Based upon their performance this season, Milwaukee and the L.A. Lakers appear destined for the NBA Finals.
NBA playoffs TV contract
As one of the four major sports in the U.S., professional basketball has a long history of broadcasting games on television. The most recent television contract with the league ended after the 2015-16 season. A new deal was put in place that took effect at the beginning of the 2016-17 season.
The new deal was an extension of the previous agreement that kept the NBA on ESPN and TNT. Regular season games continue to be broadcast by ESPN and TNT and will do so through the 2024-25 NBA season. As part of that TV deal, the NBA Playoffs will continue to be aired on ESPN and ABC. ABC will continue to be the exclusive network for the NBA Finals.
The new contract, which was negotiated back in 2014, was reported to be worth a total of $24 billion, or about $2.66 billion per year. Under the previous contract, TNT paid the NBA $445 million and ESPN ponied up $485 million for broadcast rights. The television money poured into the league has increased the NBA’s salary cap over the past five seasons and will continue to do so through the remainder of the TV contract.
How to watch NBA Finals 2022
Who: TBD vs. TBD
Date: Start on June 2 – End on June 19, 2022
Time: 9 p.m. ET (Only Game 3 at 8 p.m. ET)
TV channel: ABC
How to live stream NBA playoffs
If you want to watch the 2022 NBA playoffs, you will need access to at least one of four channels that will be broadcasting games. As mentioned, ABC is the exclusive carrier of the NBA Finals. ESPN owns the rights to the Western Conference finals and TNT is the carrier of the Eastern Conference finals. Some first-round playoff games will be aired on NBA TV and others will be broadcast by regional sports networks.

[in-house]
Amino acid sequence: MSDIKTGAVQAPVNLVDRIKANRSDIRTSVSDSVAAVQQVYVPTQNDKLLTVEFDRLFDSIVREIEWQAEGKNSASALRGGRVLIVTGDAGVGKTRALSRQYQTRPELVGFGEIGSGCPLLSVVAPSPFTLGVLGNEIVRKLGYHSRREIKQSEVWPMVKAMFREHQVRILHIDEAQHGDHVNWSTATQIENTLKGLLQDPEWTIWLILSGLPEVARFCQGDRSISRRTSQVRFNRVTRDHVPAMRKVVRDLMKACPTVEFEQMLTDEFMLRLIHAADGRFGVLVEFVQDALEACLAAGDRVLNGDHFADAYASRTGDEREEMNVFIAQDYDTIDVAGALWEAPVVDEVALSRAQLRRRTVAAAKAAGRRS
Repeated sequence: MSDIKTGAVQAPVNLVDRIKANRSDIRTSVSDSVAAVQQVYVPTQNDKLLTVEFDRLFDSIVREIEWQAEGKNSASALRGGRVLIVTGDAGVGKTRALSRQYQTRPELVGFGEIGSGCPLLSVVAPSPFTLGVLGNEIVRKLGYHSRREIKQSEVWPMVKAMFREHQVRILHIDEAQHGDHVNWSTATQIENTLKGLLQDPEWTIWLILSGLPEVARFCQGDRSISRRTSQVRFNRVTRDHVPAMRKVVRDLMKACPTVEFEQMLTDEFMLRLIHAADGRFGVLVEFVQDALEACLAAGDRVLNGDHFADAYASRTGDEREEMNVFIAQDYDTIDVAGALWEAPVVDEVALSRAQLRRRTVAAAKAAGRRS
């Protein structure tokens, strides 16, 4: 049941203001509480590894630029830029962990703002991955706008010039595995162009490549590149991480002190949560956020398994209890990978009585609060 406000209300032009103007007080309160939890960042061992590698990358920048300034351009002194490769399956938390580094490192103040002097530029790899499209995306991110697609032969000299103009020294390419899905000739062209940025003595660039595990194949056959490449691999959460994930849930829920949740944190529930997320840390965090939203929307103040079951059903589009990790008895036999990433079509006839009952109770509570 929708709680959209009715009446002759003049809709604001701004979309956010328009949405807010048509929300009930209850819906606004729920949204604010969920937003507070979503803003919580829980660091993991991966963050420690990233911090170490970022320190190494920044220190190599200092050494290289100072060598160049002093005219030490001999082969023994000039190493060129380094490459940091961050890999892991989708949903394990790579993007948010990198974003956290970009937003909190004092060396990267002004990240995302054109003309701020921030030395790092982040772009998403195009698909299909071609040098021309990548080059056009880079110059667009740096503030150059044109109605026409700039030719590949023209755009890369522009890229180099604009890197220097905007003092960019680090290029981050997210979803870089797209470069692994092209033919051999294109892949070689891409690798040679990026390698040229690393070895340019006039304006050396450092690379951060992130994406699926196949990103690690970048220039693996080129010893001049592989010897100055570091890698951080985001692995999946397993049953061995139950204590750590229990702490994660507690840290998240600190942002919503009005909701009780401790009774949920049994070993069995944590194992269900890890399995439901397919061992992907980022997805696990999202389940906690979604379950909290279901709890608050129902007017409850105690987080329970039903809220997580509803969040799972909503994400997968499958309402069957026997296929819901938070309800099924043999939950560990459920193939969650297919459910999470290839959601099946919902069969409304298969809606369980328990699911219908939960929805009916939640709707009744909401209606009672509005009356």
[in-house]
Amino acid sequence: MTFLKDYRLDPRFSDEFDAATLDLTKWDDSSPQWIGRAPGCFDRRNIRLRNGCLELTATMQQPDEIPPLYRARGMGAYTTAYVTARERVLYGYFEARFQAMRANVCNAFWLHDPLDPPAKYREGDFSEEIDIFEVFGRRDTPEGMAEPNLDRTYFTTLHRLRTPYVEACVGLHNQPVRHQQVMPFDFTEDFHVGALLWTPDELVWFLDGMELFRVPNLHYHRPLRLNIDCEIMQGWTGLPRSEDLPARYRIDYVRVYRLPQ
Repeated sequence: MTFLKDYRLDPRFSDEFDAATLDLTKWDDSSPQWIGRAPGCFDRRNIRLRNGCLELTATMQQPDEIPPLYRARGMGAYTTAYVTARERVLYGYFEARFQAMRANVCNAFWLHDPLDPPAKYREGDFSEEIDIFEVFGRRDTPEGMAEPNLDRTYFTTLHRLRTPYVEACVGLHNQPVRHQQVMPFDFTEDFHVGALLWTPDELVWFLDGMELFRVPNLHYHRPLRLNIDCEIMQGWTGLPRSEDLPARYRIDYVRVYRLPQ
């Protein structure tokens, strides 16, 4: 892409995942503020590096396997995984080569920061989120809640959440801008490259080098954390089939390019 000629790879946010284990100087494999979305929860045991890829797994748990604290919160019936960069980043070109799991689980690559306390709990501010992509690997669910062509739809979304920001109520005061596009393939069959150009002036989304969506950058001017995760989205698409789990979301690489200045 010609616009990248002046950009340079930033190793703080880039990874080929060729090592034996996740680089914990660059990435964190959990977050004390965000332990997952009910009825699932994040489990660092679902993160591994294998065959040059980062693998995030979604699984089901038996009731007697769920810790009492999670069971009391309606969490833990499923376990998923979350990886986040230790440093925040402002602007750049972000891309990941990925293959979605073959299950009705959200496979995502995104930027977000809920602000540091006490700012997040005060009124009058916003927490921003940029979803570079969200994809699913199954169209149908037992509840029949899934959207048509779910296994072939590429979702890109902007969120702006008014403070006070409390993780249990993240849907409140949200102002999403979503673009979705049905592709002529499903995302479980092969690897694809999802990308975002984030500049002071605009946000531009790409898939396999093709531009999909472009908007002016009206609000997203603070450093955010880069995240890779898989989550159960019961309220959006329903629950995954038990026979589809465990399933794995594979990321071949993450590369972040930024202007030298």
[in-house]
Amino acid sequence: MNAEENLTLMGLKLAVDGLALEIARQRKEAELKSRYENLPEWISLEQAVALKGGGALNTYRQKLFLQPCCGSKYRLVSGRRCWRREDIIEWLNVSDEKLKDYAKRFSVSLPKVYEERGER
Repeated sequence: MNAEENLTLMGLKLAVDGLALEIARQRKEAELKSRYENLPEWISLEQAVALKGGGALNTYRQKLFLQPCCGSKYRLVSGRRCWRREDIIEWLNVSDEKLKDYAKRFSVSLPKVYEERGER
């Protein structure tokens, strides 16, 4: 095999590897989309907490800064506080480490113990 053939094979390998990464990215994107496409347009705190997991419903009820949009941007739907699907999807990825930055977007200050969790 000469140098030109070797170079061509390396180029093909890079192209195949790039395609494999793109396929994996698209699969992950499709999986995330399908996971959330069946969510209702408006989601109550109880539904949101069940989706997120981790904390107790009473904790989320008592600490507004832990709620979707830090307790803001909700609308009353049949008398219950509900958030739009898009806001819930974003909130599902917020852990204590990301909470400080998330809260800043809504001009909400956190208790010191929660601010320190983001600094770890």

Because games will air on each of these four networks, anyone interested in watching as much NBA playoff basketball as possible will need a streaming service that includes all four. Steaming services are simply a direct replacement for cable and satellite television. Games are streamed through an internet connection.
Assuming you have the proper hardware, there are a number of options available for streaming NBA playoff games. Sling TV and fuboTV are popular streaming services. The problem with fuboTV is that it does not include ESPN. It does carry TNT, NBA TV, and ABC in most markets. Sling TV offers both ESPN and TNT, ABC in limited markets, and subscribers pay an extra fee for NBA TV.
AT&T’s DirecTV Now is another popular streaming service, but like Sling TV only some plans carry NBA TV. Hulu With Live TV is one of the most popular streaming services but does not include NBA TV.
For those looking to have all four networks covered, the best option for watching the NBA playoffs is through YouTube TV. The service has ESPN, TNT, NBA TV, and ABC in most markets. It’s important to remember to check and see if ABC is available in your zip code as availability depends upon specific deals each service has signed with the network.